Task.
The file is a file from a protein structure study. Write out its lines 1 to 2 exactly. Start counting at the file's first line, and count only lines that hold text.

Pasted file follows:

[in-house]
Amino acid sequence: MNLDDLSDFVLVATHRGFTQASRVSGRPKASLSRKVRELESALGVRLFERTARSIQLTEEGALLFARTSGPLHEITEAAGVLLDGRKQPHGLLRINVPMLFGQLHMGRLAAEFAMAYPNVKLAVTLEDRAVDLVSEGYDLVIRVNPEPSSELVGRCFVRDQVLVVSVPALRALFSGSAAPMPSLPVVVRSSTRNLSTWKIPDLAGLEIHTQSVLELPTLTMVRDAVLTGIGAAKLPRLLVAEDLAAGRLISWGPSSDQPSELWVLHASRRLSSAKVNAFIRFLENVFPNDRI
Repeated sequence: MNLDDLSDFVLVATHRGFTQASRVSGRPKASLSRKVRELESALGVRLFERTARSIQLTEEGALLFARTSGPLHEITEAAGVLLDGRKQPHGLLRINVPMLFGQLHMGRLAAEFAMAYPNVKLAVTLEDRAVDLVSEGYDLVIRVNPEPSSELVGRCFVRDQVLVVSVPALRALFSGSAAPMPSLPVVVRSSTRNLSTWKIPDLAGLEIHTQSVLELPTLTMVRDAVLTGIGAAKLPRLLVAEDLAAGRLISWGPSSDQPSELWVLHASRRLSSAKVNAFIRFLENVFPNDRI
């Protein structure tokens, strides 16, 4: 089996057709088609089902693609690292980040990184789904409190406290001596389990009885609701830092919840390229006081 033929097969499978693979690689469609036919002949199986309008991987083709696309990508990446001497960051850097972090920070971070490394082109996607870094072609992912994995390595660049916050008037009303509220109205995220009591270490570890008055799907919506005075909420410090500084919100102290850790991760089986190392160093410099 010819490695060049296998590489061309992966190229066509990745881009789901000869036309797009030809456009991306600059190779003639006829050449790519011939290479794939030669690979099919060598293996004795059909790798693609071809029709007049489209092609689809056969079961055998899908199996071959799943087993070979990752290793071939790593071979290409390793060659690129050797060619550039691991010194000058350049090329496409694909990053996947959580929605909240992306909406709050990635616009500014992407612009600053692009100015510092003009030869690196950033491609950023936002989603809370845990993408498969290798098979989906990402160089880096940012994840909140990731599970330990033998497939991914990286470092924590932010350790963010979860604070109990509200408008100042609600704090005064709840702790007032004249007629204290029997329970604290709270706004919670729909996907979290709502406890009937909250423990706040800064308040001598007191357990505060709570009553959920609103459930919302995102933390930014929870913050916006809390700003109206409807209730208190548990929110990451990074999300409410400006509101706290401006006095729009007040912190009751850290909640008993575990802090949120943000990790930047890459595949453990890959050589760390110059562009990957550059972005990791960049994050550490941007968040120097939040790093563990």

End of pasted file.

[in-house]
Amino acid sequence: MNLDDLSDFVLVATHRGFTQASRVSGRPKASLSRKVRELESALGVRLFERTARSIQLTEEGALLFARTSGPLHEITEAAGVLLDGRKQPHGLLRINVPMLFGQLHMGRLAAEFAMAYPNVKLAVTLEDRAVDLVSEGYDLVIRVNPEPSSELVGRCFVRDQVLVVSVPALRALFSGSAAPMPSLPVVVRSSTRNLSTWKIPDLAGLEIHTQSVLELPTLTMVRDAVLTGIGAAKLPRLLVAEDLAAGRLISWGPSSDQPSELWVLHASRRLSSAKVNAFIRFLENVFPNDRI